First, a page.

Walter and Beverly Dimmitt are founders and co-pastors of Abundant Life Ministries of Paseo del Norte. As the “Paseo del Norte” of local history illustrates, we often traverse challenging terrain to reach God’s intended destination for our lives. The circuitous route God prophesied about their lives together was fulfilled in the miraculous way He opened doors for them, and removed obstacles from their path; anchoring their hearts to the Lord, and each another. His path led them from Missouri to Texas, and across international waters to live for three years in the United Arab Emirates. On return to the U.S. in January, 2001, they lived in Port Huron, Michigan, where Beverly became a registered nurse.
Walt and Beverly share a mutual love for the Lord, and a meaningful history of God’s loving intervention in their lives and family. They have learned the joy of laboring together with the Holy Spirit, and know that God lovingly intersected their lives many years ago for His purposes: to impact the world they live in for Christ. He opened doors once more in 2009, as Walt and Beverly felt led to accept a dental practice opportunity in El Paso with a longtime professional acquaintance and friend.
Abundant Life Ministries of Paseo del Norte was birthed in Beverly’s heart in the fall of 2012. Together, they contracted a building lease at 5003 Alabama in June of 2013, and held their first church service there on Sunday, August 4, 2013. Since the inception of Abundant Life Ministries, their message of an abundant life in Christ is balanced with the prerequisite of a life committed to Christ above all else. It is for our freedom that Christ died on the cross: freedom from enslavement to this present evil world system, the bondages of our fallen nature, and the evil intentions of the demonic realm—a freedom that enables us to lay our lives aside and walk in self-sacrificial love for Jesus and others, and experience, in this life, the victory He purchased.
Beverly was born in Kansas City, Missouri, to A. W. (Will) and Patricia Phillips. As a child in rural Muncie, Kansas, she lived just up the street from her grandpa, Raymond Phillips, who had pioneered several Assembly of God churches in his lifetime, and had retired to his Muncie farm. Pat attended Stony Point Christian Church, with Beverly and her siblings in tow.
Throughout her childhood, Beverly’s father worked for the Union Pacific Railroad. When she was ready to enter third grade, their lives together as a family were dramatically impacted by a string of events seemingly orchestrated by God: her father was made Trainmaster over the Kansas-Missouri rail yards, at which time the family moved from rural Muncie to the Missouri side of the greater Kansas City metroplex. More importantly, though, Pat responded to an invitation to visit the Liberty Assembly of God Church pastored by Will’s brother Herschel—a change that ultimately resulted in their entire family’s acceptance of salvation. A year or so later, Will felt the call of God on his life to become a pastor, and enrolled in Central Bible College just before Beverly’s freshman year of high school.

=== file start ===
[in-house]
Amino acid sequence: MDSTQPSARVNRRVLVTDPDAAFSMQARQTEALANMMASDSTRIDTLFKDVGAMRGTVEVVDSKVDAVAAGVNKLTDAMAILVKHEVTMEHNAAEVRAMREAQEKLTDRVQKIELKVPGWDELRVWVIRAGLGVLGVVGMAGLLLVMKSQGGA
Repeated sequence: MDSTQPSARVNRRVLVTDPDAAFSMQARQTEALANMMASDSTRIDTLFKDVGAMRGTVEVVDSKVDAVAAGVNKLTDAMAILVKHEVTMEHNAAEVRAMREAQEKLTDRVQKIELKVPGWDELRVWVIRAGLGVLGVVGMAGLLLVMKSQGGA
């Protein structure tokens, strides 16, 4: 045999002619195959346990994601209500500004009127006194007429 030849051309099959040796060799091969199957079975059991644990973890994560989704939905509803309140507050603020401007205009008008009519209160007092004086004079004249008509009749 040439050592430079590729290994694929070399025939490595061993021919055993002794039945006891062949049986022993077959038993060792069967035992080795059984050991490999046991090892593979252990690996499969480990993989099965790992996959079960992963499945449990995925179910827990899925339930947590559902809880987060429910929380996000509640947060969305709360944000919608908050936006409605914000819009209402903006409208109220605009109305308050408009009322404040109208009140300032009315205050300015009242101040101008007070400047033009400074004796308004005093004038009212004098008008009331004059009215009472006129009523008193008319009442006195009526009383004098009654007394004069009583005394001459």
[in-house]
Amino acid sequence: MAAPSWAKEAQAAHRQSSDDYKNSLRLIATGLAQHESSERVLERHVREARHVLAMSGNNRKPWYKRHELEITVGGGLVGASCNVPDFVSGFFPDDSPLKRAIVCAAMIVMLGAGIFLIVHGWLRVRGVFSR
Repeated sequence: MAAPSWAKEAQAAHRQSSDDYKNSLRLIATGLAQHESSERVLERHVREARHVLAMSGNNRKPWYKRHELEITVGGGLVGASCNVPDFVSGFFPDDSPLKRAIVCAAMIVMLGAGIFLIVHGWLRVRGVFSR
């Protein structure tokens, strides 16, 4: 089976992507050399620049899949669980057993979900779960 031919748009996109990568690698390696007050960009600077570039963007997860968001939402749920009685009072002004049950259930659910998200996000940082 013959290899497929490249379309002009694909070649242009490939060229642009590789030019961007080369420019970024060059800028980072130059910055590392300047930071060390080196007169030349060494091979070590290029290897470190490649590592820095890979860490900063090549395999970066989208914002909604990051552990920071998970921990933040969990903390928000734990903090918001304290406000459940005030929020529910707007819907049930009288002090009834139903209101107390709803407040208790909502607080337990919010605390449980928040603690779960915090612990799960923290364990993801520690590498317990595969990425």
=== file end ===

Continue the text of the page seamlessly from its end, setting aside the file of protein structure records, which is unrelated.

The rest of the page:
Beverly’s patriarchal upbringing didn’t encourage or cultivate career aspirations; all hopes, dreams, and aspirations were funneled into one chief purpose in life: to have a Christian man propose marriage in affirmation of her worth—what proved to be an elusive goal that she eventually abandoned. Because these beliefs had been presented as God’s plan and purpose for her life, and God’s “flow of authority” within His Church, she did not question the indirect relationship with God that those beliefs had fostered.
Beverly moved back to Kansas City in 1975. It would be many years before she would question the validity of the patriarchal mindset she had embraced as “God’s design”—unavoidable questions that resulted from His still small voice within her, beckoning her: “I have ministry for you but I can’t tell you what it is because you’re prejudiced [against women in ministry].” This encounter took place in late 1981, when most theologians still taught that the notion of a female pastor was unscriptural; yet God seemed unmoved by man’s opinion, as if it were His prerogative to call and anoint whomever He chose. As Beverly set herself to study the Bible more thoroughly and seek out Christian authors who had written on the subject in confirmation of God’s words to her, He gently reproved her once more: “It has to be enough [for you] that I’ve said it—that I’ve called you.” In His mercy, He was insulating her from the opinions of others, and instead anchoring her heart to His voice, His words to her personally, and the inner witness of His Holy Spirit.
In 1983, a friend of Beverly’s parents flew them to see her at a Kansas City hospital where she was suffering from a life-threatening illness. Although Walt didn’t go with them to the hospital that day, this was the event that first intersected Beverly’s life with that of kindred spirit, Dr. Walter Dimmitt; an elder and member of the Springfield church board that would later ordain her.